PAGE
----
K-9 Unit Officer Job Description

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Although police officers are able to serve the community on their own, the inclusion of a K-9 unit in a police department greatly improves the department's ability to enforce local, state and federal laws. For instance, K-9 units use highly trained dogs to sniff out illegal substances or to locate missing persons. The job description for a K-9 unit officer accommodates this use of dogs, but also follows the description for a general police officer.

Duties

  • K-9 unit officers, before all else, are law enforcement agents. As such, they still are responsible for responding to calls for assistance, investigating criminal activity, writing and filing reports and related paperwork, apprehending and questioning suspects, and participating in community services and events such as crime status meetings. In addition to these duties, K-9 officers are responsible for training and caring for their dogs, who serve as partners to the K-9 officers.

Dog Type

  • The precise work that a K-9 officer will do depends on the type of dog with which the department pairs him. For instance, if the department pairs the K-9 officer with a dog trained in general public order, then the officer uses the dog to apprehend or control suspects. If the department assigns the officer to a dog trained to smell narcotics or bomb ingredients, then the officer will use the dog to locate illegal substances and explosive devices. Departments also pair officers with cadaver dogs who locate bodies, or tracking dogs who locate living individuals.

Prerequisites

  • According to the Bureau of Labor Statistics (BLS), the majority of departments require that K-9 officers have a minimum of a high school diploma or equivalent, with some college (preferably in criminal justice or a related field) preferred. Officers must complete academy training and meet physical fitness requirements. Physical fitness is especially important for K-9 officers because they must be able to physically handle their dog in training and keep up with the dog when the dog is on duty.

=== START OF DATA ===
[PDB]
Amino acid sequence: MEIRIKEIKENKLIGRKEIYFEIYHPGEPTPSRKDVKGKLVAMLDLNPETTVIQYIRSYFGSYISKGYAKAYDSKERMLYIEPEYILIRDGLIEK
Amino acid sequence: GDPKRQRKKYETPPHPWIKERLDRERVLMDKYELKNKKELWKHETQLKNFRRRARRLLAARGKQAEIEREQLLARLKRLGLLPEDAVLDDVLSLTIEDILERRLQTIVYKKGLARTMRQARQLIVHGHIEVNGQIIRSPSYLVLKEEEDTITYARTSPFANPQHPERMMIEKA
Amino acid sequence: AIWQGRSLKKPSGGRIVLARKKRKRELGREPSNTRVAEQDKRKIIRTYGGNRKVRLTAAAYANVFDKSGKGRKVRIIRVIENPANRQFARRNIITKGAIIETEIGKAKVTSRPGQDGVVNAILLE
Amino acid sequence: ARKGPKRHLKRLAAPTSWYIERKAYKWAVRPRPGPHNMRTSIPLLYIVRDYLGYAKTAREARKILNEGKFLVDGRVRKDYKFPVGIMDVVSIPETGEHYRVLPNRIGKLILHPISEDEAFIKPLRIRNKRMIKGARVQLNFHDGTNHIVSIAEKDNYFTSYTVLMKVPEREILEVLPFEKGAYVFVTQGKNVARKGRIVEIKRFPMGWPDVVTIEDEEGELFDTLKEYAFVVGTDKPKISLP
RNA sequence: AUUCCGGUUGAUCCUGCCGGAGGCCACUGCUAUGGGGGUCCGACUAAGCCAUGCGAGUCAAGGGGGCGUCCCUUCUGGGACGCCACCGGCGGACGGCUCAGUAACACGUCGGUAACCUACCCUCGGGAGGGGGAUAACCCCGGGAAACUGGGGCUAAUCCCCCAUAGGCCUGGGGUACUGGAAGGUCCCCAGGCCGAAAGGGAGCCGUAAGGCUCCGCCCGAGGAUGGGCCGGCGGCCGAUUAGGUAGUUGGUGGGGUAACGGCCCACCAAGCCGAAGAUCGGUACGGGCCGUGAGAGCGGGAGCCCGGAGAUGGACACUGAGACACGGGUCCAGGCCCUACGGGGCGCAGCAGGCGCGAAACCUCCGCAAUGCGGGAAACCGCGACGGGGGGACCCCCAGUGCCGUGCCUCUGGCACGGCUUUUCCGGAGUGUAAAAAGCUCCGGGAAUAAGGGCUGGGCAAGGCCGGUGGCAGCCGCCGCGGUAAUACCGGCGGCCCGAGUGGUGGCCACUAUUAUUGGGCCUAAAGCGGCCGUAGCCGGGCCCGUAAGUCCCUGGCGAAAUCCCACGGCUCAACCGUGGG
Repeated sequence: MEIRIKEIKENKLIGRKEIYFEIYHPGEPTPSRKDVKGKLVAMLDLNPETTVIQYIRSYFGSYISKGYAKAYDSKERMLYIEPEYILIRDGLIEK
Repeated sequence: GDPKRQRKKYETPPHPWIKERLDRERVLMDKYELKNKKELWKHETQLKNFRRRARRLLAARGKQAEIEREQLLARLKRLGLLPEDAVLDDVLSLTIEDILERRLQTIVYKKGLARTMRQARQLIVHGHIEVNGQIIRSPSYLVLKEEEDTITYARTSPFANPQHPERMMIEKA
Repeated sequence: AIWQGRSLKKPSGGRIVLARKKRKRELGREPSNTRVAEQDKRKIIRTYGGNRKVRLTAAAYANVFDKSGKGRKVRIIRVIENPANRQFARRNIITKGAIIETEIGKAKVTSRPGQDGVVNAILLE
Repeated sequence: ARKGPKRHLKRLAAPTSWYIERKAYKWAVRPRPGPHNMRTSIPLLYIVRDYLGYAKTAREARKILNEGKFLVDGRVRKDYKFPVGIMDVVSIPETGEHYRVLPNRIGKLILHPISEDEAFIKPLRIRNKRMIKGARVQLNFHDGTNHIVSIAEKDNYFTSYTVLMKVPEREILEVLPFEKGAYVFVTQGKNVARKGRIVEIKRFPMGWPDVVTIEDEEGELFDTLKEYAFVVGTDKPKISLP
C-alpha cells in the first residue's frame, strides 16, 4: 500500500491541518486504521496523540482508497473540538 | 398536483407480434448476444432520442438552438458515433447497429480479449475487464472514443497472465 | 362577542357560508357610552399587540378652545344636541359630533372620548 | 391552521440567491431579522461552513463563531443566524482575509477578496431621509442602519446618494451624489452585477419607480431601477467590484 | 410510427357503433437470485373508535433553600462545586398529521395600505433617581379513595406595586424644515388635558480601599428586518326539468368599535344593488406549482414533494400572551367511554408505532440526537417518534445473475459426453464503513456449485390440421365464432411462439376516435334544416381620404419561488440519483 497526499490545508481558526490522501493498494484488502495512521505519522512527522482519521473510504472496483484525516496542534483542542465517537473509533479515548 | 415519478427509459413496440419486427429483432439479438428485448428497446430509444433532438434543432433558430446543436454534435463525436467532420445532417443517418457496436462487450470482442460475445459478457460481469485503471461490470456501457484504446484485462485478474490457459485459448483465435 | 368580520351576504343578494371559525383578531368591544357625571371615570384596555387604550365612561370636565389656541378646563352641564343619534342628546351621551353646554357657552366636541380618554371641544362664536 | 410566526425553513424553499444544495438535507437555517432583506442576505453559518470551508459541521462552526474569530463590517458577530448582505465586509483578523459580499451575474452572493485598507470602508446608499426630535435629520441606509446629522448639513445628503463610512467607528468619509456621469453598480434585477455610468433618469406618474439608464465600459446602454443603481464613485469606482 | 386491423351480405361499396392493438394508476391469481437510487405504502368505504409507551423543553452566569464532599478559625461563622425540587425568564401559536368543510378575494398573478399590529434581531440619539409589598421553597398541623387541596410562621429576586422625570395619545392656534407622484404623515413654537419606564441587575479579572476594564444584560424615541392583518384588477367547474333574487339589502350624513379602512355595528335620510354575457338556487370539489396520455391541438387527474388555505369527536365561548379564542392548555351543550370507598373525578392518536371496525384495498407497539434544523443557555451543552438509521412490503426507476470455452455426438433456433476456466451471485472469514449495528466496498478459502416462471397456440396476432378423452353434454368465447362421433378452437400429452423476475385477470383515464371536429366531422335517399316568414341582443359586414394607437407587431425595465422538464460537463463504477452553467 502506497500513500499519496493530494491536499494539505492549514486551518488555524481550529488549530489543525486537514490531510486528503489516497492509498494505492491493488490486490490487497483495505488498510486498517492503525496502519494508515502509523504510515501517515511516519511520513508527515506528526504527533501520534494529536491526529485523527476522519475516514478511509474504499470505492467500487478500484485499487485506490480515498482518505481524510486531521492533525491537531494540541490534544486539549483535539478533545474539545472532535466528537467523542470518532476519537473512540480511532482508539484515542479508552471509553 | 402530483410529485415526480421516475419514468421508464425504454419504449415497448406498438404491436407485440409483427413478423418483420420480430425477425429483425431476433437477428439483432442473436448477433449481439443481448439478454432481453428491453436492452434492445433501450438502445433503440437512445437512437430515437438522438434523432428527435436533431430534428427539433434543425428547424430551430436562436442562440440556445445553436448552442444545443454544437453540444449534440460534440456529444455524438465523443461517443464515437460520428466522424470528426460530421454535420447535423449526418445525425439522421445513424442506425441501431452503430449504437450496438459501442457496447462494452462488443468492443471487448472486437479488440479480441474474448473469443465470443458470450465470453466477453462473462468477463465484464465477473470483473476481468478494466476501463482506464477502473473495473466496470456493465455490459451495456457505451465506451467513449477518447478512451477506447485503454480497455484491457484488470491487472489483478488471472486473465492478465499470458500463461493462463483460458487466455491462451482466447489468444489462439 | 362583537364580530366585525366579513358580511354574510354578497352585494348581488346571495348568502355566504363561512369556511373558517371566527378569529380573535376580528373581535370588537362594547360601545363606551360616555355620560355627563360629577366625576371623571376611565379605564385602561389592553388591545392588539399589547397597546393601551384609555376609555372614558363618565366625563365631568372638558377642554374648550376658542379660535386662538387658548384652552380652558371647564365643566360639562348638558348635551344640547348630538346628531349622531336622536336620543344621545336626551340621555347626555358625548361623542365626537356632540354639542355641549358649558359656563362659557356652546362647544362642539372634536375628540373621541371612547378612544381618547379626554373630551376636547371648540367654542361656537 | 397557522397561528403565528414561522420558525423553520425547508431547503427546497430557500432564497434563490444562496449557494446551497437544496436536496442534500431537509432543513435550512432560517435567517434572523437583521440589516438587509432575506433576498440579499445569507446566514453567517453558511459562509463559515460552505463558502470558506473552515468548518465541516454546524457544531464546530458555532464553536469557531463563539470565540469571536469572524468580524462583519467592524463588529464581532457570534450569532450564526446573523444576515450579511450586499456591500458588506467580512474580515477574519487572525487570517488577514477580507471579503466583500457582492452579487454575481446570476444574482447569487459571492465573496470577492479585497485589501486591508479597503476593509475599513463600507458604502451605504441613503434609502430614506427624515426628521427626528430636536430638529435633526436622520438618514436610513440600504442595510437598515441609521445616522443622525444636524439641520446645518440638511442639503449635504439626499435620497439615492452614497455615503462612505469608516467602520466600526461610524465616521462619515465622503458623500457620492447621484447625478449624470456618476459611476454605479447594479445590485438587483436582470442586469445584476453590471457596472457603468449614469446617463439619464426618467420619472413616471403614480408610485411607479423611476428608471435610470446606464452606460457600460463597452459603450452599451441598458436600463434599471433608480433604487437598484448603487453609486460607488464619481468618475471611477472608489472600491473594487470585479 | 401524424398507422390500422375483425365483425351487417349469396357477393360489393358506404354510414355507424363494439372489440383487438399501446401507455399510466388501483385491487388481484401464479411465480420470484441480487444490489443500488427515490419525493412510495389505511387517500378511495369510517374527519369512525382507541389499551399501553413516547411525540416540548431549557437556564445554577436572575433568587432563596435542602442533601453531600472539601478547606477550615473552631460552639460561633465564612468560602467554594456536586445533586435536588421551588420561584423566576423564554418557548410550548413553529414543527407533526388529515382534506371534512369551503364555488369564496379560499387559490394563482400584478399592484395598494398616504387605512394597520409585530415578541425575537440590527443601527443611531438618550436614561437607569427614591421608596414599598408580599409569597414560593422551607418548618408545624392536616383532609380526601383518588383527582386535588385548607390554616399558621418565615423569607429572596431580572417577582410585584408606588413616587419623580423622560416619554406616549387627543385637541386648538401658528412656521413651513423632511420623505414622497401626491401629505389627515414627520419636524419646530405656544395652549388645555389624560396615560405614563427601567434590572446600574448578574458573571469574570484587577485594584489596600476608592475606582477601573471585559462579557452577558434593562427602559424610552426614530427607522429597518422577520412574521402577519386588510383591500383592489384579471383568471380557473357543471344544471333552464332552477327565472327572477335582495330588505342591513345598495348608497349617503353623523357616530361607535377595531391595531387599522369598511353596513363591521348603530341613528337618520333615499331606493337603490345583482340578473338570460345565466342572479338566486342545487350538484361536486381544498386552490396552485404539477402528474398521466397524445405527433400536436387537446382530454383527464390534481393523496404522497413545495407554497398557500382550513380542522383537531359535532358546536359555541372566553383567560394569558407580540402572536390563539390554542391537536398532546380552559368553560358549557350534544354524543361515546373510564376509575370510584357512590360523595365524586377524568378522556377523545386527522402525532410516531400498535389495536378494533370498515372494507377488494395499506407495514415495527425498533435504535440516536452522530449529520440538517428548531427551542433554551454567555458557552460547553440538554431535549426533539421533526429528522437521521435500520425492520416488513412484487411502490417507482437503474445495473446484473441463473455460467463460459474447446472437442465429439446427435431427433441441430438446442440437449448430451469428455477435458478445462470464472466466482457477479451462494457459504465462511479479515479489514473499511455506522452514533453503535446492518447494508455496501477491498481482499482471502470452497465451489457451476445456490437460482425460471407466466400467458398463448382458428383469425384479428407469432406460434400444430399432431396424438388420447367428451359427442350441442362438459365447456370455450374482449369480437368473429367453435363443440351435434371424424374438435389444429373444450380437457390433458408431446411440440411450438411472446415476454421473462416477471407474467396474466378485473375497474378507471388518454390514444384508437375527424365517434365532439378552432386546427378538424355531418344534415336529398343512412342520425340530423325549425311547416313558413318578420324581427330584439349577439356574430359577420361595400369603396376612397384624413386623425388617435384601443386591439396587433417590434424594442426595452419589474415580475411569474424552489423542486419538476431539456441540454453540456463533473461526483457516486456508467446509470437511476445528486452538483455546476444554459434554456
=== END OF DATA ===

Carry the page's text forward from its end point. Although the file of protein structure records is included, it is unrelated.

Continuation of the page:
Assignment

  • Officers cannot simply jump into the K-9 department upon entering the police department. They typically have to go through a probationary period, which is anywhere from six months to three years, according to the BLS. During this period, the new officer receives on-the-job training and has the opportunity to establish himself in the department. The officer requests assignment to the K-9 unit after this period. Since departments give promotions and assignments based on seniority, it may take several years to get into the unit, especially if the unit has only a small number of dogs.

Skills and Considerations

  • K-9 officers, like any officer, must be able to handle the stress of police work and have a strong ethical and moral sense. They should like animals and be sensitive and patient enough to train the dog properly. Since K-9 officers are partnered with an animal instead of a human being, they may experience some loneliness while on the job.

Pay and Outlook

  • According to 2008 data from the Bureau of Labor Statistics, general police officers (which includes K-9 officers) made a median salary of $51,410, as of May 2008. State officers tend to make more than federal or local officers.

    The Bureau of Labor Statistics considered police officers to have a favorable job outlook. The need for K-9 officers was seen increasing if the United States takes a more aggressive stance against drugs and terrorism due to increased criminal activity.

References

  • Photo Credit lana image by Joanna Redesiuk from Fotolia.com
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